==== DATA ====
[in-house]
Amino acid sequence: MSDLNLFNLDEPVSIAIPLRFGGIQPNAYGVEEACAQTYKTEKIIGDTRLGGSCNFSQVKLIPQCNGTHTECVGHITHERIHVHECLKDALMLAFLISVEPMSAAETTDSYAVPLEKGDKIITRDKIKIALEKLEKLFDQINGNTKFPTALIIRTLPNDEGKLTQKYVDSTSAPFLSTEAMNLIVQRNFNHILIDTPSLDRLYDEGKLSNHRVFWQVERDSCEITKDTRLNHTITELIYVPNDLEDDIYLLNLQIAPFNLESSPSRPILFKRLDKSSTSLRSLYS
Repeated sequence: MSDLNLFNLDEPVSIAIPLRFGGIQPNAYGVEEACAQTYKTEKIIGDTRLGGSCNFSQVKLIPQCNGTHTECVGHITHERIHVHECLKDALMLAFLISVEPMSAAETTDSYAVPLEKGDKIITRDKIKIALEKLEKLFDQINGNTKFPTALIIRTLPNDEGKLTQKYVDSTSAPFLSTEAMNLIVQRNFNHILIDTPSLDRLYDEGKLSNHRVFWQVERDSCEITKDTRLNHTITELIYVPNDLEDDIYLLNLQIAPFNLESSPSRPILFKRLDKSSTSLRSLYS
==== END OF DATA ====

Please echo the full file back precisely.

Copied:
[in-house]
Amino acid sequence: MSDLNLFNLDEPVSIAIPLRFGGIQPNAYGVEEACAQTYKTEKIIGDTRLGGSCNFSQVKLIPQCNGTHTECVGHITHERIHVHECLKDALMLAFLISVEPMSAAETTDSYAVPLEKGDKIITRDKIKIALEKLEKLFDQINGNTKFPTALIIRTLPNDEGKLTQKYVDSTSAPFLSTEAMNLIVQRNFNHILIDTPSLDRLYDEGKLSNHRVFWQVERDSCEITKDTRLNHTITELIYVPNDLEDDIYLLNLQIAPFNLESSPSRPILFKRLDKSSTSLRSLYS
Repeated sequence: MSDLNLFNLDEPVSIAIPLRFGGIQPNAYGVEEACAQTYKTEKIIGDTRLGGSCNFSQVKLIPQCNGTHTECVGHITHERIHVHECLKDALMLAFLISVEPMSAAETTDSYAVPLEKGDKIITRDKIKIALEKLEKLFDQINGNTKFPTALIIRTLPNDEGKLTQKYVDSTSAPFLSTEAMNLIVQRNFNHILIDTPSLDRLYDEGKLSNHRVFWQVERDSCEITKDTRLNHTITELIYVPNDLEDDIYLLNLQIAPFNLESSPSRPILFKRLDKSSTSLRSLYS